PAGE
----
To get to know history and culture, one of the best options is to visit real open-air “galleries”. From prehistoric times, in the São Mamede mountains, the highlight is the Meada Menhir, the largest in the Iberian Peninsula. From Roman times, without having to leave Évora: the ancient walls, the baths, the arch of Dona Isabel, the Casa de Burgos and the Temple of Diana, the latter being an ex-libris of the city. In Mértola, by the River Guadiana, the Arab heritage is at its peak, with the mosque (now the main church), the only well-preserved mosque in Portugal, standing out. Dozens of castles and fortified towns, such as Marvão and Estremoz, are marks from the Reconquest times. The Portuguese Discoveries and the Renaissance created a unique style, the Manueline, with the Ducal Palace of Vila Viçosa being an example of the Renaissance. Sines, Évora and Vidigueira celebrate one of the greatest Portuguese navigators: Vasco da Gama.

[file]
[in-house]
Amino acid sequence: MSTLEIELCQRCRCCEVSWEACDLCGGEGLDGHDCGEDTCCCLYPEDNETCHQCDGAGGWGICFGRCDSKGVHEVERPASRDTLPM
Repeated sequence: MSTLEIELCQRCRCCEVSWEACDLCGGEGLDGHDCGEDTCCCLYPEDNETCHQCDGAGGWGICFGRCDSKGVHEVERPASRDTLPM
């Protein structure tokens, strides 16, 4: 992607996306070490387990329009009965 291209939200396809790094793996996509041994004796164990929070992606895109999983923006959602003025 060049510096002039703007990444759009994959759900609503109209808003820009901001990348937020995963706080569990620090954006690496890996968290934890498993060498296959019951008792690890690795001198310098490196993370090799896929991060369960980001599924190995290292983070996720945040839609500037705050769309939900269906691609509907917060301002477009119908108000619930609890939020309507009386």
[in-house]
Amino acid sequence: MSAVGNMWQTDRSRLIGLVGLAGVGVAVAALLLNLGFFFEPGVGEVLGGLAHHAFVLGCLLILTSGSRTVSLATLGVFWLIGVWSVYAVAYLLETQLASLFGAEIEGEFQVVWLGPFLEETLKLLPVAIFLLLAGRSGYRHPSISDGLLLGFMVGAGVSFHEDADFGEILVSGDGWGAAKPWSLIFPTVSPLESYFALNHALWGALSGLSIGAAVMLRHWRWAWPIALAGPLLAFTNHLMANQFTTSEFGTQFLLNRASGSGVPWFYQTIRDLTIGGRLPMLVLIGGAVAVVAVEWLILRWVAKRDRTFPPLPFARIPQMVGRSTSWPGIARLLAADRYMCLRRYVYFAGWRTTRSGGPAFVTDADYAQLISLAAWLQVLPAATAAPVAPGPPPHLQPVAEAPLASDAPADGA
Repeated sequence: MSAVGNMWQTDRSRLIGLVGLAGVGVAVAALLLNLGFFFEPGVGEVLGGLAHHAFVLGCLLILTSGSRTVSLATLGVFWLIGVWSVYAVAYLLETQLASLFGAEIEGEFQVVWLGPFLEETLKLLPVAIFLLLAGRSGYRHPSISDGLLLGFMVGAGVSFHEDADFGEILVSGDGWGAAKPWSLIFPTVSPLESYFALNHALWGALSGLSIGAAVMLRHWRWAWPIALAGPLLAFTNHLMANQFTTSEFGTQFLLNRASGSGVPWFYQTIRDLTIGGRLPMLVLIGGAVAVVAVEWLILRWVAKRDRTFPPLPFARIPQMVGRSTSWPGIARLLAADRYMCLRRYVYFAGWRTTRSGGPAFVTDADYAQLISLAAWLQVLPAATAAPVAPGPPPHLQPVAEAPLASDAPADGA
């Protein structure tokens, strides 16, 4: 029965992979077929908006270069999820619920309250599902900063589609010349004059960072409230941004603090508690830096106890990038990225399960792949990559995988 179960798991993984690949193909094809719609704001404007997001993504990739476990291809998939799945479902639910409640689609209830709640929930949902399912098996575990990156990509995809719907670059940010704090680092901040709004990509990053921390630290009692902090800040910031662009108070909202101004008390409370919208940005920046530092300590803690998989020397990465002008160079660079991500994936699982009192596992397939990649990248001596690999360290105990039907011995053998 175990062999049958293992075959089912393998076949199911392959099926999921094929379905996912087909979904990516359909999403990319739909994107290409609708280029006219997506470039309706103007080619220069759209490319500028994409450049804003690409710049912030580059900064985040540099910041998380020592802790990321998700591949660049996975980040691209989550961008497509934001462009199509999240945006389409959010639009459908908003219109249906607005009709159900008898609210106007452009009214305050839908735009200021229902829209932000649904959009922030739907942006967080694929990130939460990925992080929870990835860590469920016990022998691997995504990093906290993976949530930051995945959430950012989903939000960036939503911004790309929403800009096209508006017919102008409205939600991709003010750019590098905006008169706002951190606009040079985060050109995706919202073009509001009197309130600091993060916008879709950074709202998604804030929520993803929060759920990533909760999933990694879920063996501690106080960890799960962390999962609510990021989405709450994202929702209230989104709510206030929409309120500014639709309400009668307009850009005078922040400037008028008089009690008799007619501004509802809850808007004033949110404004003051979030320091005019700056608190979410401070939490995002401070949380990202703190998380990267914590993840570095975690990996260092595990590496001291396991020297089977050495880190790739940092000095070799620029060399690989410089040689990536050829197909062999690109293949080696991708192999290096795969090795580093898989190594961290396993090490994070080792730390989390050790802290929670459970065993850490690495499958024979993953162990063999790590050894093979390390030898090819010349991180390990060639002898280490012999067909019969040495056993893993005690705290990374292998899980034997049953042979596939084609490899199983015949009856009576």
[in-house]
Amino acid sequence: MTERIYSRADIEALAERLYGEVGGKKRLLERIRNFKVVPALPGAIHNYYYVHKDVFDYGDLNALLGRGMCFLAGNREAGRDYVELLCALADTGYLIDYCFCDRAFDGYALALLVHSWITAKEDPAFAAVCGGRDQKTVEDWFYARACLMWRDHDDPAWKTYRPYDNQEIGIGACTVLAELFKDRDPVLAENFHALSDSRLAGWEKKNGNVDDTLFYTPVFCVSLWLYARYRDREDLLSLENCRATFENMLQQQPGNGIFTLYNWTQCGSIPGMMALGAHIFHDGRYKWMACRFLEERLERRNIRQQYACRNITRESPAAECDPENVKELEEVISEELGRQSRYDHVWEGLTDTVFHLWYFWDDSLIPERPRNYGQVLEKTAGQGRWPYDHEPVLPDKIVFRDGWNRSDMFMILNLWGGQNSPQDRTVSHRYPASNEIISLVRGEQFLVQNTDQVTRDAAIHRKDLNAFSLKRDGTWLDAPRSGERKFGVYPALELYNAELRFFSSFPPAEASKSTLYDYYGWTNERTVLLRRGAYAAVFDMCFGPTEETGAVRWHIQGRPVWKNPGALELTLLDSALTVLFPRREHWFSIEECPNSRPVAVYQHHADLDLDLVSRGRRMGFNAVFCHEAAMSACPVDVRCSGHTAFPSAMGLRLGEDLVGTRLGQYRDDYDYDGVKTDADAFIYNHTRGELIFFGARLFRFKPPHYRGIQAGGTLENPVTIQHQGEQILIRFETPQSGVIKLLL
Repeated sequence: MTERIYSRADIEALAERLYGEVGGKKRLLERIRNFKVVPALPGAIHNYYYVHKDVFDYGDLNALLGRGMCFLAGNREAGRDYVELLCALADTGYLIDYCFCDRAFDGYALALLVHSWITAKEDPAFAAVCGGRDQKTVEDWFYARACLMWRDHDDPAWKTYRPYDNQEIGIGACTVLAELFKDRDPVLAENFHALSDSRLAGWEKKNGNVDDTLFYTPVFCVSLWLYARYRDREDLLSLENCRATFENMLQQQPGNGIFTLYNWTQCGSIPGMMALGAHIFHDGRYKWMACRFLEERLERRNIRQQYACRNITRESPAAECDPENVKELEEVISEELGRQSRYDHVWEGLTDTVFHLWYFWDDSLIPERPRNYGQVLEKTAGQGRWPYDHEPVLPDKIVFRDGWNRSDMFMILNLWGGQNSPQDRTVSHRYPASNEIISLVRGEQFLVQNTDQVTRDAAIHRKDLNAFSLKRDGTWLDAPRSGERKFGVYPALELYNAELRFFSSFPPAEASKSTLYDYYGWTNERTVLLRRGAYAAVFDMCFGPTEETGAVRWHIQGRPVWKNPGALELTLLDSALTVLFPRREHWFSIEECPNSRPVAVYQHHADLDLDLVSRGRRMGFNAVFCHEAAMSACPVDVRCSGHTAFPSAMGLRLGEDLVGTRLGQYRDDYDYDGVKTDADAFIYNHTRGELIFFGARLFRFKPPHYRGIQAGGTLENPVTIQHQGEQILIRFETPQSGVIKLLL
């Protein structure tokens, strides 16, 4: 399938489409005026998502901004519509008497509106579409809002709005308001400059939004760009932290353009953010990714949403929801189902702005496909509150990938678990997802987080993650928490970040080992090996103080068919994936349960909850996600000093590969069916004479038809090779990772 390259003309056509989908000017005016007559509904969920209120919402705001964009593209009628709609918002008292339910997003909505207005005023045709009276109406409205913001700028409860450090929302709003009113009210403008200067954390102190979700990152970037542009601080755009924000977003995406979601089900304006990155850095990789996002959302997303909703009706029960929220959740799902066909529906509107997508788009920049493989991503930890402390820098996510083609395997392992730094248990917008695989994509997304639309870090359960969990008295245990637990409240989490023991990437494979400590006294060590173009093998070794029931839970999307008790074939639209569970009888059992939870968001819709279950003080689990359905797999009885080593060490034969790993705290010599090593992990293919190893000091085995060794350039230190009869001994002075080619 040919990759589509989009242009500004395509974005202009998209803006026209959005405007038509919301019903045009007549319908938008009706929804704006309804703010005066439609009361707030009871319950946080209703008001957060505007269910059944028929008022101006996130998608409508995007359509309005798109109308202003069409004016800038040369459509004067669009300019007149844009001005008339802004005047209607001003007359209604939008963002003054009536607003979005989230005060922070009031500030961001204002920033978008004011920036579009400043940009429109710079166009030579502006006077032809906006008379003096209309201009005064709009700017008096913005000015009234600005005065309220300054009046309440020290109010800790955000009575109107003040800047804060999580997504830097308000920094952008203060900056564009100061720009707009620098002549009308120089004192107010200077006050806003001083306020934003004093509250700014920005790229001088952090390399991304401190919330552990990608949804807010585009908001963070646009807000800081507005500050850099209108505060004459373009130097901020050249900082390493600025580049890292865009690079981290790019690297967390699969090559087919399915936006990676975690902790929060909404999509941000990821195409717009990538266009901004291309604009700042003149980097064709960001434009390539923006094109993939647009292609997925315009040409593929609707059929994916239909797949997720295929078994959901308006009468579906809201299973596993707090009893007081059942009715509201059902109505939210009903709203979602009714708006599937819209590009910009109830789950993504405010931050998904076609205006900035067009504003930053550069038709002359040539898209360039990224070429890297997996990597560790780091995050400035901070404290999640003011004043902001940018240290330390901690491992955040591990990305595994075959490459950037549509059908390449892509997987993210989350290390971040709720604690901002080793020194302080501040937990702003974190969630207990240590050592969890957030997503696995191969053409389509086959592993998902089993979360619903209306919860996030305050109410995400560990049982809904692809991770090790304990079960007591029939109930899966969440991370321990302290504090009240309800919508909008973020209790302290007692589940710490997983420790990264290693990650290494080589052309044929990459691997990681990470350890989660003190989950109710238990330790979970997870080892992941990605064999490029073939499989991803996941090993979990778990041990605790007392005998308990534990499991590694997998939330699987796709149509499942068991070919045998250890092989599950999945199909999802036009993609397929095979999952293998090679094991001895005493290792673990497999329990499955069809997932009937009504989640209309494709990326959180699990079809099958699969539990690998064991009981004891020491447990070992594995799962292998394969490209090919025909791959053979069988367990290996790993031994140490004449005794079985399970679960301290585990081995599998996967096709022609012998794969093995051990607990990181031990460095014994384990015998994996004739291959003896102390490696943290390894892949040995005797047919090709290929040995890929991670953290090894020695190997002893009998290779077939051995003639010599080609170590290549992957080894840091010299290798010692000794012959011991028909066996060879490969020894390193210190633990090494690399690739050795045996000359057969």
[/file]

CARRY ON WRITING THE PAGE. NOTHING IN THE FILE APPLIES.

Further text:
One of Portugal's most emblematic demarcated regions, the Alentejo represents about 10% of its total area. Here, the flatness and lack of orographic barriers prevent the condensation of the humidity coming from the sea, taking away the Atlantic elements in the wine, except for some projects in Costa Vicentina. It should be noted that it is the few orographic accidents that distinguish the profiles of the 8 sub-regions. As an example, the wines from Serra de S. Mamede, Serra do Mendro and Serra d'Ossa are characterised precisely because of their altitude. Another identifying mark of this region are the talha wines, a practice developed by the Romans, which consists of using clay jars for fermenting must and storing wine.
3 REASONS TO COME HERE
- A peaceful getaway
- Charming towns
- Cork oaks and olive trees
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